NUJ remains seriously concerned about Data Retention and Investigatory Powers Bill
16 July 2014
The union is campaigning against the latest proposals contained within the new parliamentary bill and is calling on the government to ensure the code of practice is drafted to protect the obligation of professional secrecy for journalists, media workers and other professionals.
Michelle Stanistreet, NUJ general secretary, said:
"The Data Retention and Investigatory Powers Bill is being rushed through parliament without the time for proper scrutiny or debate. The NUJ and the European Federation of Journalists are extremely concerned by the extensive new powers being pushed through parliament to allow the authorities to snoop on all of us. It is worryingly unclear how the Bill will impact on the media or the protection of sources and journalistic materials.
"We are calling on the government to amend the existing Bill to make exemptions for journalism and we are supporting calls to ensure the expiry date of the Bill is changed to 31 December 2014."
The new bill was debated in the House of Commons last night and NUJ parliamentary group secretary John McDonnell raised the unions concerns about the implications for the protection of sources:
John McDonnell (Hayes and Harlington) (Lab): The Chair of the Joint Committee on Human Rights made the extremely valid point that it would have been useful if the Government had published details of how the legislation complied with each of the points that was raised in the judgment. May I take the Minister back to the point that I made earlier about paragraph 58 of the judgment? Will he point me to the place in the legislation, the regulations or the Bill that addresses the point in the judgment about providing exceptions for "persons whose communications are subject…to the obligation of professional secrecy."?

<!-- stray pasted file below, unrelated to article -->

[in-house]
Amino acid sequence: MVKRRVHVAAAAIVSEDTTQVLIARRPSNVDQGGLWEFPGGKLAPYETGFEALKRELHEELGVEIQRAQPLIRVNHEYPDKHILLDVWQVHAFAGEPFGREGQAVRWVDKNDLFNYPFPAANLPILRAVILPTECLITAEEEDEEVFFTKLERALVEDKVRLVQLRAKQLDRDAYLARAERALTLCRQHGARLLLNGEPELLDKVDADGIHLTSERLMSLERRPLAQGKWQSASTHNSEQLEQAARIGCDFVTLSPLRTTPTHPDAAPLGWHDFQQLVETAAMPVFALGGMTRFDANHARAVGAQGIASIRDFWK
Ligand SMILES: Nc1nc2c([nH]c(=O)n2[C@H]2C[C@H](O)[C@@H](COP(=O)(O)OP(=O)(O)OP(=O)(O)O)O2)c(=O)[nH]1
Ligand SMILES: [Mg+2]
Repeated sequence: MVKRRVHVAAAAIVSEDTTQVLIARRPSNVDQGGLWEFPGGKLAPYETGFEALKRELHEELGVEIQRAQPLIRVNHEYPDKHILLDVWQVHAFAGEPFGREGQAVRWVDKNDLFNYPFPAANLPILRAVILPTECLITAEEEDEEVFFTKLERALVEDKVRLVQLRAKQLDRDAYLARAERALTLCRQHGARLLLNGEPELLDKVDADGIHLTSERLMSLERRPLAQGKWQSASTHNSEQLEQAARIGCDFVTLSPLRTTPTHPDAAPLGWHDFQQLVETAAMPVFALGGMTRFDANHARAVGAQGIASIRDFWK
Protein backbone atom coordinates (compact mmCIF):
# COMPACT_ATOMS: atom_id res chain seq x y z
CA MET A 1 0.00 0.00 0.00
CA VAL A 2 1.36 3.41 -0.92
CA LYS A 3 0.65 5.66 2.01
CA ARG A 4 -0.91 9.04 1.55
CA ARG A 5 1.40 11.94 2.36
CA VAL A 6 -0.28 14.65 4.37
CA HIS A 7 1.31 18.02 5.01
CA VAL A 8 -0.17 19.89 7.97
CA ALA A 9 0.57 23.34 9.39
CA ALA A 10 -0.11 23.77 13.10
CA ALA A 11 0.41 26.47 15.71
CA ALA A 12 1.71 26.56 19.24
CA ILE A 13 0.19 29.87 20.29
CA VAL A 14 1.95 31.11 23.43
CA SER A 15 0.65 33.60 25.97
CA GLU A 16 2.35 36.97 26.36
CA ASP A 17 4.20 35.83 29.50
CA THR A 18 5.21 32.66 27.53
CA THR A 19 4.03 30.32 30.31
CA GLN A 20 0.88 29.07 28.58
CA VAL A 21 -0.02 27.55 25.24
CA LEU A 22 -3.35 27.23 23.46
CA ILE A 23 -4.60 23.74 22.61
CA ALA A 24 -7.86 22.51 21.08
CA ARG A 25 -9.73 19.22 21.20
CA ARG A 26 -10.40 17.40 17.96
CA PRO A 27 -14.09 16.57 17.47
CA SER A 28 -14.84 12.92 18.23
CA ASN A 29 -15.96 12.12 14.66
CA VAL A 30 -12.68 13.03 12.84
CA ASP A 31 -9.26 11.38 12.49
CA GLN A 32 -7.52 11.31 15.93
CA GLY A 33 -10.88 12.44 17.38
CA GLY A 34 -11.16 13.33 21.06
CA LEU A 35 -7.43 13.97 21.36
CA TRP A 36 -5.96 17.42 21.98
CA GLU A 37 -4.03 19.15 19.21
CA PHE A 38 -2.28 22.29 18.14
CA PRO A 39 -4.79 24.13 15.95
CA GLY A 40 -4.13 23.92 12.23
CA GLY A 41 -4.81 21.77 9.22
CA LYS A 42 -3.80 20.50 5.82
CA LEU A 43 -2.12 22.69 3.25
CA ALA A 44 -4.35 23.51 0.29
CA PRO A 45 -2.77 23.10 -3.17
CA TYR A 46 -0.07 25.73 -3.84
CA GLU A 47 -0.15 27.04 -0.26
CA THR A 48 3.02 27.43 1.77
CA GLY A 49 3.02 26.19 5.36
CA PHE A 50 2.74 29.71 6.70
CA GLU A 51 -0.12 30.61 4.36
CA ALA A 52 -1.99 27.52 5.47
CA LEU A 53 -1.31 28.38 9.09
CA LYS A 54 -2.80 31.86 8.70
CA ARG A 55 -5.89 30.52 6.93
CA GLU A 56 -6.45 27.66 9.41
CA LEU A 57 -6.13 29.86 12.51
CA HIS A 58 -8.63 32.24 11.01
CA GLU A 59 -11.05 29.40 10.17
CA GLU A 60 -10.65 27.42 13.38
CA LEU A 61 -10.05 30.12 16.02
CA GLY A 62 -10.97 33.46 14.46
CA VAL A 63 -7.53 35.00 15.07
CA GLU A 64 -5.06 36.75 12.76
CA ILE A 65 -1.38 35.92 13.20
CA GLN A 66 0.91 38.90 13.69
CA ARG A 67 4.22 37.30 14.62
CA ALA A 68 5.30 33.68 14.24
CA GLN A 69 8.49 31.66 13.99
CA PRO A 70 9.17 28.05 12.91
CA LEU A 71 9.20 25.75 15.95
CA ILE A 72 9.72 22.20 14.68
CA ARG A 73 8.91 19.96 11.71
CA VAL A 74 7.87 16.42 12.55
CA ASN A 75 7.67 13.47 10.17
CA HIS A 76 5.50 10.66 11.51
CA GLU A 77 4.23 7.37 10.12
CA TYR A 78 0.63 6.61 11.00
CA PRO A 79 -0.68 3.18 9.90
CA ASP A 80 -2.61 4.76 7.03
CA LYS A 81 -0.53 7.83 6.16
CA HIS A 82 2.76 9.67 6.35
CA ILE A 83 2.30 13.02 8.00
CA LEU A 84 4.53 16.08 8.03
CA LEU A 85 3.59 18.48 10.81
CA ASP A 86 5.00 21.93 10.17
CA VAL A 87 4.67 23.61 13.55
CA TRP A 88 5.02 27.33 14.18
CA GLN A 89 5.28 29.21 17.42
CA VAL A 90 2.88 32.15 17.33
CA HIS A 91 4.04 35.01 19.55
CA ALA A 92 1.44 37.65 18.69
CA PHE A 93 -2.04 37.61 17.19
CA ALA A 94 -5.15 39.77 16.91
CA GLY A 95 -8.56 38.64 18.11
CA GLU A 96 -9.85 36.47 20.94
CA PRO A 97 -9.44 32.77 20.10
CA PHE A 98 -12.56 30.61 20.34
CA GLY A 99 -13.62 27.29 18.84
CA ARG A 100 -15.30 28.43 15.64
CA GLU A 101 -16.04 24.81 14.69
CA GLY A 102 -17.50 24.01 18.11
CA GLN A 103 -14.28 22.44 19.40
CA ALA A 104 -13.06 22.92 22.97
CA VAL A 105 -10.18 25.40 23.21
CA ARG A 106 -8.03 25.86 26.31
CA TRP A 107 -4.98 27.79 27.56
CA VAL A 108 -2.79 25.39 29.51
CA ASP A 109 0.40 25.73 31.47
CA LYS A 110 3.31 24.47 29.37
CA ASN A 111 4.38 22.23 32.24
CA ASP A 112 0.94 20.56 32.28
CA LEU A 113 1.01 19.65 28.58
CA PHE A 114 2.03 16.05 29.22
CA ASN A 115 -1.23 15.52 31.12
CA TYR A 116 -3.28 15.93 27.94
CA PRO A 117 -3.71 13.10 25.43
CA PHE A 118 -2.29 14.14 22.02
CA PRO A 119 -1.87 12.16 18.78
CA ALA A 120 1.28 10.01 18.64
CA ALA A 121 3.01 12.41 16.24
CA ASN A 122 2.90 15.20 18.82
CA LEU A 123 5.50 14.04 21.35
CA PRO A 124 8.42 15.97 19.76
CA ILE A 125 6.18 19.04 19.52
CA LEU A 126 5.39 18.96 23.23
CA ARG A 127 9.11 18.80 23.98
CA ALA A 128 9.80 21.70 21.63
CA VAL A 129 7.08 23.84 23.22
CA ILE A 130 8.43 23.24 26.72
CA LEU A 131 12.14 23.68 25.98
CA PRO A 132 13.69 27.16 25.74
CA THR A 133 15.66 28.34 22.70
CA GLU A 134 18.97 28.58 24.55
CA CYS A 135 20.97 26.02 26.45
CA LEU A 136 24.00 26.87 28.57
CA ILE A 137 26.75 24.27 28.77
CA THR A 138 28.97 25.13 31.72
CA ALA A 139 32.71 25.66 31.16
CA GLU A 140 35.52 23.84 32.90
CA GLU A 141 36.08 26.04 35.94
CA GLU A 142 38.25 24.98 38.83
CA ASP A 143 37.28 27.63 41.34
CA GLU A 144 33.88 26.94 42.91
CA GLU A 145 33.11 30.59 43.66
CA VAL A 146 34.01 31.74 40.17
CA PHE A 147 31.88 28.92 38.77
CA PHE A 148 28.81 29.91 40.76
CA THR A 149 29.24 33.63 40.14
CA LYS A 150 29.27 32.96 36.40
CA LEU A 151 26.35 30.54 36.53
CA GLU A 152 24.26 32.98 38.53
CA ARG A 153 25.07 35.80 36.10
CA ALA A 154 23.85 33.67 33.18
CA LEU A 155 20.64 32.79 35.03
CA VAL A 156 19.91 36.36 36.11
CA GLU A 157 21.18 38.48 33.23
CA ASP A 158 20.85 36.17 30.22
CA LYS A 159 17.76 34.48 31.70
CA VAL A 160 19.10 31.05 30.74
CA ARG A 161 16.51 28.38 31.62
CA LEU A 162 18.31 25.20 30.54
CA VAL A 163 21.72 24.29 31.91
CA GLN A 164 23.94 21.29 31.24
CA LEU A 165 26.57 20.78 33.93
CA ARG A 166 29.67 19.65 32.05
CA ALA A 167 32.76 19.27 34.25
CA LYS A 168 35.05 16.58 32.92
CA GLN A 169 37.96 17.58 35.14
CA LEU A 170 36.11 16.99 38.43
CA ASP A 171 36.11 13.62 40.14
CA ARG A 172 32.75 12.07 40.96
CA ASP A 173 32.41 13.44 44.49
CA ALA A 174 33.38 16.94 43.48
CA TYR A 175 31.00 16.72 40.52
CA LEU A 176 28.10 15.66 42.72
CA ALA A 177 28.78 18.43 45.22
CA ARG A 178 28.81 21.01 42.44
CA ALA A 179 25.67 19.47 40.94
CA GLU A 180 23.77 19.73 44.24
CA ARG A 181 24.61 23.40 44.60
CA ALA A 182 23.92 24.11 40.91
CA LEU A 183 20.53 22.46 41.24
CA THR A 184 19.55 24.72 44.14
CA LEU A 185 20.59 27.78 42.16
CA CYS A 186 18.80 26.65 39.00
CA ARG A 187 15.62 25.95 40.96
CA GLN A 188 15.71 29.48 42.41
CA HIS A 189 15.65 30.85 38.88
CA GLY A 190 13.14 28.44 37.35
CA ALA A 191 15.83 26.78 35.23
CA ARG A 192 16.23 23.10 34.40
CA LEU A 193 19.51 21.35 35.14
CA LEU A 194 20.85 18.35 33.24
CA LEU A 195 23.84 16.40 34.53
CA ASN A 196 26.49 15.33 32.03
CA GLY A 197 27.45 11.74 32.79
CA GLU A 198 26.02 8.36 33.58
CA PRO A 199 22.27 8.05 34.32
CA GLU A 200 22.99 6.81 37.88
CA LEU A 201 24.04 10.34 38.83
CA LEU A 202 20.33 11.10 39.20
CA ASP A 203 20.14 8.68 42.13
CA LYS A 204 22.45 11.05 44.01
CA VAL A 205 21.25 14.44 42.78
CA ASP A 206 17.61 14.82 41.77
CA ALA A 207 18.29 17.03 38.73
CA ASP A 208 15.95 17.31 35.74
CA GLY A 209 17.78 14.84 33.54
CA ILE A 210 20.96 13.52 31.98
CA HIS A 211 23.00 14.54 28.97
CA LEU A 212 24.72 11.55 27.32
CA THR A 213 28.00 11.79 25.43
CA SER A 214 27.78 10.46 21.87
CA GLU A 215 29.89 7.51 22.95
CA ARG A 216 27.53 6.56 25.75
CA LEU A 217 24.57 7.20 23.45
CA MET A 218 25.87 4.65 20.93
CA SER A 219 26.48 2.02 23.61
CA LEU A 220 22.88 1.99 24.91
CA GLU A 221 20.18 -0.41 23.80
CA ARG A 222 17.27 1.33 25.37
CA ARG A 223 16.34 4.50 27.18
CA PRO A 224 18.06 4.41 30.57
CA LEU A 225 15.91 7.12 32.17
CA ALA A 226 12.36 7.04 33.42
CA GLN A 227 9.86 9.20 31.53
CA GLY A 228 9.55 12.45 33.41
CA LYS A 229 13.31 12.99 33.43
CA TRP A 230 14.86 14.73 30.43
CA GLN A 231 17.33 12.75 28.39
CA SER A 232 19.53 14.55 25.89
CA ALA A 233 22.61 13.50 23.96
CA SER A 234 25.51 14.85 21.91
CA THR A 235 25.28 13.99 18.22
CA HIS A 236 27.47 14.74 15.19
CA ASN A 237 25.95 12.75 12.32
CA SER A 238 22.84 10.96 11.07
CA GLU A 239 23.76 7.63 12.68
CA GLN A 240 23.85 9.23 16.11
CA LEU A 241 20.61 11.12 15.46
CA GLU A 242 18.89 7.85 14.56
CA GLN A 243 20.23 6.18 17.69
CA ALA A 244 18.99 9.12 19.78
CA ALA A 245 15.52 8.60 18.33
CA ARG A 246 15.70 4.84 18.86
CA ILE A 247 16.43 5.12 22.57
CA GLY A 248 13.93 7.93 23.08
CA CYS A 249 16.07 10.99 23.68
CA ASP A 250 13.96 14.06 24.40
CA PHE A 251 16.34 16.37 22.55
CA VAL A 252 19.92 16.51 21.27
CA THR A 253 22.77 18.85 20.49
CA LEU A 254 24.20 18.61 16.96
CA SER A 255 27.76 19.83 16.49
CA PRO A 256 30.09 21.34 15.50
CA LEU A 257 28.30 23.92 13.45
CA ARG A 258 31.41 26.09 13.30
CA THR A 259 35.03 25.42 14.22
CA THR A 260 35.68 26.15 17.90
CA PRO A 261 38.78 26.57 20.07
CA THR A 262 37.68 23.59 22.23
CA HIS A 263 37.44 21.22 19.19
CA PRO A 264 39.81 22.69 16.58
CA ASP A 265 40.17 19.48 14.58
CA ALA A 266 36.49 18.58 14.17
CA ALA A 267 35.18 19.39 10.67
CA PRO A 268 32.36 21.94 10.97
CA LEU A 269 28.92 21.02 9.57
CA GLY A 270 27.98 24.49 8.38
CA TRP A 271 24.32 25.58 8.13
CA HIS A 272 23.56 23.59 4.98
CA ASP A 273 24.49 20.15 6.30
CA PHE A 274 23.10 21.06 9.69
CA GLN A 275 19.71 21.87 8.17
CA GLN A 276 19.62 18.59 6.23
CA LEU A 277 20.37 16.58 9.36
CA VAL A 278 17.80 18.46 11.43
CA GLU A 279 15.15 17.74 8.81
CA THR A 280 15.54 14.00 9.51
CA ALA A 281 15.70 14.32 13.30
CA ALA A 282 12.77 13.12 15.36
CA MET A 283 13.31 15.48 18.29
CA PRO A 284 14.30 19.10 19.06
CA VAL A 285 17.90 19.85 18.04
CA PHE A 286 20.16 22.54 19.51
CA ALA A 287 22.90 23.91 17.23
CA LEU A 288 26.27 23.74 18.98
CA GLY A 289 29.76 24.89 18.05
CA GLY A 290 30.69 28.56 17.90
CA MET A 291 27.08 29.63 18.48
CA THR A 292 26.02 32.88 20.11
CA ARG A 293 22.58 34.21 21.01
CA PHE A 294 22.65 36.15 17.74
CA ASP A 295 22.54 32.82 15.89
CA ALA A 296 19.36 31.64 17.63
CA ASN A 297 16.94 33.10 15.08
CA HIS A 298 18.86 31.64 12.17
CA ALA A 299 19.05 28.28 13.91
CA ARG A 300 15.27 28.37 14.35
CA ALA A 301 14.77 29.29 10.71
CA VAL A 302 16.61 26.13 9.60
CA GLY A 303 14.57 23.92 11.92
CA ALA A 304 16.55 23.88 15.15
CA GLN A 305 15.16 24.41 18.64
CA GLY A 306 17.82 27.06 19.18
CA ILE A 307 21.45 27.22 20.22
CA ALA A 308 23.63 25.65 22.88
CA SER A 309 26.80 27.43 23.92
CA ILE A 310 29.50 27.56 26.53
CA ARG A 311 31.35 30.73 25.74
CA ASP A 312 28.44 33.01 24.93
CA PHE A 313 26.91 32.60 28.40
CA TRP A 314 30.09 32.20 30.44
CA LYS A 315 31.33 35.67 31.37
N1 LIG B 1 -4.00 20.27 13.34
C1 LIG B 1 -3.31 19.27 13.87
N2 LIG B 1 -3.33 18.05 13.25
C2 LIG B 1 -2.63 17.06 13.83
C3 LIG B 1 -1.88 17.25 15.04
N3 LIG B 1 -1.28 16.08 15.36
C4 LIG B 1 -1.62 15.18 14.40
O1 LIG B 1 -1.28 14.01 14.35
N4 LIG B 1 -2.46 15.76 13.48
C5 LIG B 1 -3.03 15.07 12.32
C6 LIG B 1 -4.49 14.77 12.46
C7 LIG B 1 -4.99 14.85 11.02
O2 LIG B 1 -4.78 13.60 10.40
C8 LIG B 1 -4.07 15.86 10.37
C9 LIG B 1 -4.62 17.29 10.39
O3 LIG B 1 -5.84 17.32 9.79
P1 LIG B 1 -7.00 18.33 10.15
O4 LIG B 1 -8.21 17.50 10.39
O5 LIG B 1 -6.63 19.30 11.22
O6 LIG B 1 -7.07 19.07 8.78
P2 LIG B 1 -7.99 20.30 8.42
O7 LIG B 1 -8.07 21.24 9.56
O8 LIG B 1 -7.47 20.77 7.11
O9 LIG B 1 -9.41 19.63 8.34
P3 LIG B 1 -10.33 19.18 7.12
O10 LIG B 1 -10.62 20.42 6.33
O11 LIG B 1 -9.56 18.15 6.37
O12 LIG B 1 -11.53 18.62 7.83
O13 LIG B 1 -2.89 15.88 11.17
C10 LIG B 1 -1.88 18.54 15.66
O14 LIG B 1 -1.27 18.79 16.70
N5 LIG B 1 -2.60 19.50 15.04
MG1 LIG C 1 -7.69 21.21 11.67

James Brokenshire: I know that point has been raised, and the hon. Gentleman will see that clause 1(4)(f) enables the provision of "a code of practice in relation to relevant requirements or restrictions or relevant powers,".
The intent is to have a statutory code of practice that will sit alongside the regulations, and there is scope to ensure that the issues relating to confidence highlighted by the hon. Gentleman are addressed in that manner. We are putting in place a legal mechanism to address his concerns and the points raised by the court.
John McDonnell: I am trying to be helpful. When will that code be published, and how will it be scrutinised?
James Brokenshire: We are seeking to ensure that the code is drafted effectively, and we are looking at ways that that scrutiny can take place, given the import we have mentioned. We will certainly look to engage appropriately to ensure that issues such as those highlighted by the hon. Gentleman on confidence, professional positions and matters such as legal professional privilege are contemplated and reflected on. Codes of practice already exist and it is now about putting that on a more statutory footing to give it statutory teeth, but I recognise his point.